Having said that, I occasionally post on the Macmillan Online Community (in the Head & Neck Cancer section). You realise that people starting out on this journey are frightened and scared, and there are a lot of us who, having travelled down this path, can shed some light on what may follow. All experiences differ, but I’m always heartened by the advice freely given  (take a bow, Joyce and others) to try and provide some (hopefully) useful guidance, comfort and wisdom.

Many sufferers find themselves at their wit’s end – to the point of wanting to cut short their treatment, to the despair of family members – and you hope that the mountains of encouragement and support will be of use in getting them through the process. They are all individual perspectives, but this shared wisdom would be my preferred first port of call for anyone about to go on this journey.

I hope you all have a worry-free 2016! Take good care of yourselves, and may all your troubles last as long as your New Year resolutions 🙂

Best wishes

Theo

PS: Radioactive Santa Mask!

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The full version…

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…and the celebratory fizz!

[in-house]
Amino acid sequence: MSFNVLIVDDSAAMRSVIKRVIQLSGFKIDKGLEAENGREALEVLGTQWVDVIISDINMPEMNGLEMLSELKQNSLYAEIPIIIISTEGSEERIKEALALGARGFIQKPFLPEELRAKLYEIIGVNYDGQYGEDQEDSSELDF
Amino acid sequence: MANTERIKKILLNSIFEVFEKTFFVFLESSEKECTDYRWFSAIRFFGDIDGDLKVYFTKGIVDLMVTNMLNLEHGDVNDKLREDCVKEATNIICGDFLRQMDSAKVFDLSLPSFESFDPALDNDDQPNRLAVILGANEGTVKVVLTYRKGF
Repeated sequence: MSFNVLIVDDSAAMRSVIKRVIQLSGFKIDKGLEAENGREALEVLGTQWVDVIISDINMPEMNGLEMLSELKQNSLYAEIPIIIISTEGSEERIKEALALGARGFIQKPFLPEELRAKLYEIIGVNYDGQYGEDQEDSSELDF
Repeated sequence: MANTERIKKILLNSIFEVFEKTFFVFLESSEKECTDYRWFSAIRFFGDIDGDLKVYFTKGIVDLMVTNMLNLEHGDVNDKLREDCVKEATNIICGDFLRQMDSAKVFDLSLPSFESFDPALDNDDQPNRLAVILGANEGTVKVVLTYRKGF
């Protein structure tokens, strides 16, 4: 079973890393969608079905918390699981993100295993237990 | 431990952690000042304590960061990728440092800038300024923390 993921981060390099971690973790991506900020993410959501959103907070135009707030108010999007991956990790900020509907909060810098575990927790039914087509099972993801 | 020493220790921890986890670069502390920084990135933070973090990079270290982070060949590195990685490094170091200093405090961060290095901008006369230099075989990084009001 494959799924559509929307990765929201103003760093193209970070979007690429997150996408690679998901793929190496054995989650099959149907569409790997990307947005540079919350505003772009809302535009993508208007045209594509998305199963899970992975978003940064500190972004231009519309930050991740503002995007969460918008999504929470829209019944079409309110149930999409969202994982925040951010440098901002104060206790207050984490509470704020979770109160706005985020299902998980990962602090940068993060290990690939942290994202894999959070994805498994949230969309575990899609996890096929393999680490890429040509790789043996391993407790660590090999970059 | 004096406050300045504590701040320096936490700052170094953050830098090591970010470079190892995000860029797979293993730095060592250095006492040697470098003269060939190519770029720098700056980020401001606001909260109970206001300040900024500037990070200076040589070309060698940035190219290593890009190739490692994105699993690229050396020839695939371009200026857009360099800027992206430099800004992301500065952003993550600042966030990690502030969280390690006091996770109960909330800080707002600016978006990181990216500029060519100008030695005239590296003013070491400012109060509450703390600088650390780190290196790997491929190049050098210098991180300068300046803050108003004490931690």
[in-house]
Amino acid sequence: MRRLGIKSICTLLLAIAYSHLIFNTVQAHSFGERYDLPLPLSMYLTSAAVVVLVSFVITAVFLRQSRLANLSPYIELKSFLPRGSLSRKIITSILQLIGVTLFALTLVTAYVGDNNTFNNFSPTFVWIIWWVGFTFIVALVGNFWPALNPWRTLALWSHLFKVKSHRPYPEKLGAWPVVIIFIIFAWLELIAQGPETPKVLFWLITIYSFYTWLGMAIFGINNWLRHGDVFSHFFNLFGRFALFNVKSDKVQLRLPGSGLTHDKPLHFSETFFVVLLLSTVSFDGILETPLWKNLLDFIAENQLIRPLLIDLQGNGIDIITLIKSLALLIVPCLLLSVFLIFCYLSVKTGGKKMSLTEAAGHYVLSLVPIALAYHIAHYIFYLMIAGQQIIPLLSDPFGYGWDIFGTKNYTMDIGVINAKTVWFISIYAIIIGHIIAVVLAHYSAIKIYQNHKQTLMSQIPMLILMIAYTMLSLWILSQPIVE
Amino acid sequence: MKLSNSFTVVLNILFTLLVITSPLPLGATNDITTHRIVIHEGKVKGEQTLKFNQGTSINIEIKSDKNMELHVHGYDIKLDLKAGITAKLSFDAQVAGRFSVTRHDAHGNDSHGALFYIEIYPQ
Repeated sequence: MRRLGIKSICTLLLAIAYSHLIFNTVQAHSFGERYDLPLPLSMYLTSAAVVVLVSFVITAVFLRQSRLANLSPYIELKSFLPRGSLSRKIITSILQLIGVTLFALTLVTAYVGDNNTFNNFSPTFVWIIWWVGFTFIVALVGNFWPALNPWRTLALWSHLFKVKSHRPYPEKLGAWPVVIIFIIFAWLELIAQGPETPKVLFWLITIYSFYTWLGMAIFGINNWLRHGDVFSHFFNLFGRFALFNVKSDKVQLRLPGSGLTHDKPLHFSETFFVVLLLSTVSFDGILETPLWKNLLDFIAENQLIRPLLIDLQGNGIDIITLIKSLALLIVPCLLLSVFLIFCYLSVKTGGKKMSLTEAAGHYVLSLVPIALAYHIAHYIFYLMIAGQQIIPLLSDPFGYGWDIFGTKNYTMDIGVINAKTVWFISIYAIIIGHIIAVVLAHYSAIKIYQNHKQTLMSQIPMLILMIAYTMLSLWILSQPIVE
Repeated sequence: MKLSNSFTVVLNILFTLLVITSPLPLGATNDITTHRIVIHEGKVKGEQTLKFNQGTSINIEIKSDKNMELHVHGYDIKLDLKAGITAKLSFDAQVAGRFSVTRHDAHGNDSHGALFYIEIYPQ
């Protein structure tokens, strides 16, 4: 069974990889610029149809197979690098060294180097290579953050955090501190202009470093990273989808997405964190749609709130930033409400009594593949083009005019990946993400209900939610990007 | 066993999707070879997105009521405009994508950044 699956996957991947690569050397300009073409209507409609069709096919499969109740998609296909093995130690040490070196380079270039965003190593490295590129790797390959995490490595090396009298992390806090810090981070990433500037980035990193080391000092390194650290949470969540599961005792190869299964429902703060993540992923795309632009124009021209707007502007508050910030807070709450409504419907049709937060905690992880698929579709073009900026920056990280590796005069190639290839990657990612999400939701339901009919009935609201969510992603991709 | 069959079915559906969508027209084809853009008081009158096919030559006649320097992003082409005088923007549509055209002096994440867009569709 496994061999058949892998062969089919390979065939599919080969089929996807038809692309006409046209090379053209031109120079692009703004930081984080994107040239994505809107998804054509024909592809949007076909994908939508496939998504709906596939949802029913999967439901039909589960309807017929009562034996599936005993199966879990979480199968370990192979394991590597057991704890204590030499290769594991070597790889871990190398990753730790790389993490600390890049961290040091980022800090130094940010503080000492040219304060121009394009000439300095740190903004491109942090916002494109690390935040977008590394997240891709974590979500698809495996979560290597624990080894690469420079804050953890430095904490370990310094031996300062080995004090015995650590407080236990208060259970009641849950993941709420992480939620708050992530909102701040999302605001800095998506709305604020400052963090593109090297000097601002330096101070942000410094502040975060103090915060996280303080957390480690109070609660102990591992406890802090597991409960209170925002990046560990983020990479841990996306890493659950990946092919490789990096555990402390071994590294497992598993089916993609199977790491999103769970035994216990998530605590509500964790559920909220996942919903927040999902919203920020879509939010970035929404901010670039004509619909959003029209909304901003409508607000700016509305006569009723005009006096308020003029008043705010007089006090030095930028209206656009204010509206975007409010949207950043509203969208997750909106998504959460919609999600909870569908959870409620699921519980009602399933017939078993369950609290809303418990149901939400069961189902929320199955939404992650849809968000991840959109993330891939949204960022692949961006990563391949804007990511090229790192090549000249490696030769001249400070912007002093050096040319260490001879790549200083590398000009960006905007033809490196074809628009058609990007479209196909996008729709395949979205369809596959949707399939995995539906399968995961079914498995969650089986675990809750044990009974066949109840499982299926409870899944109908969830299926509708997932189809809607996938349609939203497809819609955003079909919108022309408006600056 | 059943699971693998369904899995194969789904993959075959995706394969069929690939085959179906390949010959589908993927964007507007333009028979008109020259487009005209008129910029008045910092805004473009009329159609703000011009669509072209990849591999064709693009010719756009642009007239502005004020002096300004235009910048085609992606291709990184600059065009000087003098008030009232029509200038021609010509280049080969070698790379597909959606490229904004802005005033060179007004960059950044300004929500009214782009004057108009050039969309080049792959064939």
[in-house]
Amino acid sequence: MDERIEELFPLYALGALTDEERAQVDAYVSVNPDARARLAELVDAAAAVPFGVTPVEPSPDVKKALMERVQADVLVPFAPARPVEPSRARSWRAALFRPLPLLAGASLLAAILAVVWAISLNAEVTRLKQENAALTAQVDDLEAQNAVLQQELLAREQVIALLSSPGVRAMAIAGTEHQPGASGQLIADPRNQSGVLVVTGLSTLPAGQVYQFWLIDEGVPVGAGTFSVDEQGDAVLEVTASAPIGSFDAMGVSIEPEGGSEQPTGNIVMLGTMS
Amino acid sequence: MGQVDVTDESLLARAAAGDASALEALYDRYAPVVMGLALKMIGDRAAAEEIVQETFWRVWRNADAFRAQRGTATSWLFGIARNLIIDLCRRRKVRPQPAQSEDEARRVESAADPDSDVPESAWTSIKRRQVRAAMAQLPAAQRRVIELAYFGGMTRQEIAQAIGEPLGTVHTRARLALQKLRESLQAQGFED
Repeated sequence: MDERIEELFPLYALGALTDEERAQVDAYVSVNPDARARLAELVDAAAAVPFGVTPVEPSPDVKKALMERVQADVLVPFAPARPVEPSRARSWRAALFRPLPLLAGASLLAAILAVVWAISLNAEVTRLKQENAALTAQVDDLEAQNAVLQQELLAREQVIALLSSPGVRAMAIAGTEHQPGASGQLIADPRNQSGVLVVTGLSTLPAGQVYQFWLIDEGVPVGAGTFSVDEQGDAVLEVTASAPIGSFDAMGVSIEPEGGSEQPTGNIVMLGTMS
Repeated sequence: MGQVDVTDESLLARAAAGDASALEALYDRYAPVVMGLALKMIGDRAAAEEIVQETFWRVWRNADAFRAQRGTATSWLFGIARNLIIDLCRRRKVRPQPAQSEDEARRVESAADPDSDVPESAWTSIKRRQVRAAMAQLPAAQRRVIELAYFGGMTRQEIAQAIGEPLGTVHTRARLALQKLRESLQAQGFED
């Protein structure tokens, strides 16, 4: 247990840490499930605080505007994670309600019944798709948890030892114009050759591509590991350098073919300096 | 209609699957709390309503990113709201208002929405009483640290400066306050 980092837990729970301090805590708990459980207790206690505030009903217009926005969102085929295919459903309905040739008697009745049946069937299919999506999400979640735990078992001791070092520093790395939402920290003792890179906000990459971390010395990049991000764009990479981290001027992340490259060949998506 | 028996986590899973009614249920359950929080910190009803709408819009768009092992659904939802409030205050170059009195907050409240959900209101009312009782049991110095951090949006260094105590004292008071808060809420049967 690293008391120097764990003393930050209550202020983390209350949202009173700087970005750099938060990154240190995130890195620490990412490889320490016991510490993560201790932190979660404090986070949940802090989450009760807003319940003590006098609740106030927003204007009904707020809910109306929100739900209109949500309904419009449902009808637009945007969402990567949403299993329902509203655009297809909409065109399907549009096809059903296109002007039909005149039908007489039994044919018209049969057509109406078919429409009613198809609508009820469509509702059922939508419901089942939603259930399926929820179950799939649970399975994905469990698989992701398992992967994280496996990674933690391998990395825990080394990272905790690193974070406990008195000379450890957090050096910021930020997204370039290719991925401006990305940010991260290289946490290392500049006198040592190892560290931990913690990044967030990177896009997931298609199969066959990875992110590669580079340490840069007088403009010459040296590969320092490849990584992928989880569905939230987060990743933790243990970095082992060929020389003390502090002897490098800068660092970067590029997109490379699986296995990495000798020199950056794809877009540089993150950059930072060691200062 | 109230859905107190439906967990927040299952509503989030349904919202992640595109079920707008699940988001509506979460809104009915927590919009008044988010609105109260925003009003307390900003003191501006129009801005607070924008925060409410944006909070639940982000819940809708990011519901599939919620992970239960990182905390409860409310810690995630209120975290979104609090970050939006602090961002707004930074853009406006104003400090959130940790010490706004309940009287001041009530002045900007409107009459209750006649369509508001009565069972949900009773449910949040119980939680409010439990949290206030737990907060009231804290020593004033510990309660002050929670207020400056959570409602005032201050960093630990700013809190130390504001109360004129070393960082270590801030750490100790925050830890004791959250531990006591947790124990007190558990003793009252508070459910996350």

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12 thoughts on “Two Years on

  1. Hi Radioactive man, so pleased to hear all is well 2 years on. Lets hope all continues that way for many years to come. Best wishes for 2016 to you and family. Mary James (Hexham)

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  2. This is fantastic news and such a insperaration, I am absolutely delighted for you and your family. I know they keep saying the 2 year mark is a significant one although I am not quite sure why. Is it 2 years from the date treatment started or when it finished? I had my neck dissection in January 2014, followed by 30 rads and 6 chemo running concurrently, these finished April 2014. So I am either at my 2 year marker or approaching it in April! I believe positivity has played a big part in my recovery, although some side effects are becoming a bit troublesome, I have to keep reminding myself that I shouldn’t moan, it’s a small price to pay to still be here, and then my self pity vanishes. Anyway, enough about me. I just wanted to say a BIG WELL DONE, CONGRATULATIONS All the best for a happy healthy 2016, and beyond Jessica x